In this chapter, we describe different methods to estimate an unknown signal from its linear measurements. We focus on the underdetermined case where the number of measurements is less than the dimension of the unknown signal. We introduce the concept of signal sparsity and describe how it could be used as prior information for either regularized least squares or Bayesian signal estimation. We discuss compressed sensing and sparse signal representation as examples where these sparse signal estimation methods could be applied.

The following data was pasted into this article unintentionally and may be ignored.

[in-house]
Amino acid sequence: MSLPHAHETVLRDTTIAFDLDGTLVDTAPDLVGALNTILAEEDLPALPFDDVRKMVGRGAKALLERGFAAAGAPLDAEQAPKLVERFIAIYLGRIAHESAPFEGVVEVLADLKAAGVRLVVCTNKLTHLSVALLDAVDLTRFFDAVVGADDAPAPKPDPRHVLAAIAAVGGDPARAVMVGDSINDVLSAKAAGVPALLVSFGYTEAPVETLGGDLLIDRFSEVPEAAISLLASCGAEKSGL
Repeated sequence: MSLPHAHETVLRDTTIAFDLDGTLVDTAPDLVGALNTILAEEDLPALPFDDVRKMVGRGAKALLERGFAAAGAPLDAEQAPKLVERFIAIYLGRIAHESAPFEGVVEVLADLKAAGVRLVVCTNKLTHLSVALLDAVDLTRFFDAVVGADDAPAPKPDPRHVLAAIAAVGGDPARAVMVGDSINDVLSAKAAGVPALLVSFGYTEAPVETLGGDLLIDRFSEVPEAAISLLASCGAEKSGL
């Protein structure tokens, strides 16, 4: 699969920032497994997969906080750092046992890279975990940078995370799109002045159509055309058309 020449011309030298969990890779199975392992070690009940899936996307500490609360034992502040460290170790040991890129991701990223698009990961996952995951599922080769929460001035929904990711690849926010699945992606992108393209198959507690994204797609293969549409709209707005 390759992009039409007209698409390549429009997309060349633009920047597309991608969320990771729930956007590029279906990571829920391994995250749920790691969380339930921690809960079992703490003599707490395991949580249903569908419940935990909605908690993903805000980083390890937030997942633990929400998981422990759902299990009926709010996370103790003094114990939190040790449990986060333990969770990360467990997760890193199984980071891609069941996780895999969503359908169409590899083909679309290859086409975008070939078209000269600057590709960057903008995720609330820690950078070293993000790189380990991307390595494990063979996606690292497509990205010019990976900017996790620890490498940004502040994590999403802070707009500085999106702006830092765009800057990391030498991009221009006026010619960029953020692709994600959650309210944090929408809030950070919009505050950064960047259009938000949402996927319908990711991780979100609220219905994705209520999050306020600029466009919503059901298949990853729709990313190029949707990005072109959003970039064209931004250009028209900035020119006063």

Part of the book: Bayesian Inference
We describe two importance sampling techniques for a standard Monte Carlo (MC) method that could enable fast simulation of signals from optical coherence tomography (OCT) imaging systems. These OCT signals are generated due to diffusive reflections from either multilayered or arbitrary shaped, turbid media, for example, tissue. Such signals typically consist of ballistic and quasi-ballistic components, of scattered photons inside the medium, in addition to photons that undergo multiple scattering. We show that MC simulation of these OCT signals using importance sampling reduces its computation time on a serial processor by up to three orders of magnitude compared to its corresponding standard implementation. Therefore, these importance sampling techniques enable practical simulation of OCT B-scans of turbid media, for example, tissue, using commonly available workstations.